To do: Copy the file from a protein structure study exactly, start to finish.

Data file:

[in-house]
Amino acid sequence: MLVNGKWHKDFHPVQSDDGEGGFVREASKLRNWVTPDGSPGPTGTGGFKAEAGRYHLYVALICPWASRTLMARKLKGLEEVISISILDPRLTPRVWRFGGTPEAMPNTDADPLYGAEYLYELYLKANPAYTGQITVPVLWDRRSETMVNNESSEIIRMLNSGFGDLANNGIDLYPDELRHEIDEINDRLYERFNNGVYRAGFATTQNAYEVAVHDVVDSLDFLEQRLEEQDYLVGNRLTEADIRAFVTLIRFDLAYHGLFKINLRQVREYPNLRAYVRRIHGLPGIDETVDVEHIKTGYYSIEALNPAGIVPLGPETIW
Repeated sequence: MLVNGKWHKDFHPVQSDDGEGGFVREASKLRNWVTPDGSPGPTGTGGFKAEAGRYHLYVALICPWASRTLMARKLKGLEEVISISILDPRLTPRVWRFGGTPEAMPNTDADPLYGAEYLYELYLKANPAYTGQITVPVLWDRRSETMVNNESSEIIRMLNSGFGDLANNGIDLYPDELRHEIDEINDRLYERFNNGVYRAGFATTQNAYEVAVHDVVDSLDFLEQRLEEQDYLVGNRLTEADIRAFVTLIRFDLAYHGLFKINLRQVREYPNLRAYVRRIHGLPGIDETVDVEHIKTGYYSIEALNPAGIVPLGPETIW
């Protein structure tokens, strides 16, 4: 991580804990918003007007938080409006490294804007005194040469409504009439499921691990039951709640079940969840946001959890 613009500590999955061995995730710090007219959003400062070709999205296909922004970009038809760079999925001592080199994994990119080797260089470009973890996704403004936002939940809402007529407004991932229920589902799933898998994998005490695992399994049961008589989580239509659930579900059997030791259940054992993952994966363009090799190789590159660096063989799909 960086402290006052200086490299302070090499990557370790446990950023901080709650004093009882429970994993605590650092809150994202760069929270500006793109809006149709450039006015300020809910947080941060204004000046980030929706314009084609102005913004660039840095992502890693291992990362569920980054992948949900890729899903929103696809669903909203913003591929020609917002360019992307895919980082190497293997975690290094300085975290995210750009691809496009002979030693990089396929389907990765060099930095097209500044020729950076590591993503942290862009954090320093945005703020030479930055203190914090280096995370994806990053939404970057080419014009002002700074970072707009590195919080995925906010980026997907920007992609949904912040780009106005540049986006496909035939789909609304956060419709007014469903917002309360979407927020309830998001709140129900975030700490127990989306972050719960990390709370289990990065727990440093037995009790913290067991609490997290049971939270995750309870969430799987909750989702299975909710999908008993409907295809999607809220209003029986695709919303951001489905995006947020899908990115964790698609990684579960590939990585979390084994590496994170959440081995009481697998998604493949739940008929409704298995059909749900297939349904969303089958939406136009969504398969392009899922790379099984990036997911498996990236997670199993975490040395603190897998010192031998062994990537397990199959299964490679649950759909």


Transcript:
[in-house]
Amino acid sequence: MLVNGKWHKDFHPVQSDDGEGGFVREASKLRNWVTPDGSPGPTGTGGFKAEAGRYHLYVALICPWASRTLMARKLKGLEEVISISILDPRLTPRVWRFGGTPEAMPNTDADPLYGAEYLYELYLKANPAYTGQITVPVLWDRRSETMVNNESSEIIRMLNSGFGDLANNGIDLYPDELRHEIDEINDRLYERFNNGVYRAGFATTQNAYEVAVHDVVDSLDFLEQRLEEQDYLVGNRLTEADIRAFVTLIRFDLAYHGLFKINLRQVREYPNLRAYVRRIHGLPGIDETVDVEHIKTGYYSIEALNPAGIVPLGPETIW
Repeated sequence: MLVNGKWHKDFHPVQSDDGEGGFVREASKLRNWVTPDGSPGPTGTGGFKAEAGRYHLYVALICPWASRTLMARKLKGLEEVISISILDPRLTPRVWRFGGTPEAMPNTDADPLYGAEYLYELYLKANPAYTGQITVPVLWDRRSETMVNNESSEIIRMLNSGFGDLANNGIDLYPDELRHEIDEINDRLYERFNNGVYRAGFATTQNAYEVAVHDVVDSLDFLEQRLEEQDYLVGNRLTEADIRAFVTLIRFDLAYHGLFKINLRQVREYPNLRAYVRRIHGLPGIDETVDVEHIKTGYYSIEALNPAGIVPLGPETIW
């Protein structure tokens, strides 16, 4: 991580804990918003007007938080409006490294804007005194040469409504009439499921691990039951709640079940969840946001959890 613009500590999955061995995730710090007219959003400062070709999205296909922004970009038809760079999925001592080199994994990119080797260089470009973890996704403004936002939940809402007529407004991932229920589902799933898998994998005490695992399994049961008589989580239509659930579900059997030791259940054992993952994966363009090799190789590159660096063989799909 960086402290006052200086490299302070090499990557370790446990950023901080709650004093009882429970994993605590650092809150994202760069929270500006793109809006149709450039006015300020809910947080941060204004000046980030929706314009084609102005913004660039840095992502890693291992990362569920980054992948949900890729899903929103696809669903909203913003591929020609917002360019992307895919980082190497293997975690290094300085975290995210750009691809496009002979030693990089396929389907990765060099930095097209500044020729950076590591993503942290862009954090320093945005703020030479930055203190914090280096995370994806990053939404970057080419014009002002700074970072707009590195919080995925906010980026997907920007992609949904912040780009106005540049986006496909035939789909609304956060419709007014469903917002309360979407927020309830998001709140129900975030700490127990989306972050719960990390709370289990990065727990440093037995009790913290067991609490997290049971939270995750309870969430799987909750989702299975909710999908008993409907295809999607809220209003029986695709919303951001489905995006947020899908990115964790698609990684579960590939990585979390084994590496994170959440081995009481697998998604493949739940008929409704298995059909749900297939349904969303089958939406136009969504398969392009899922790379099984990036997911498996990236997670199993975490040395603190897998010192031998062994990537397990199959299964490679649950759909």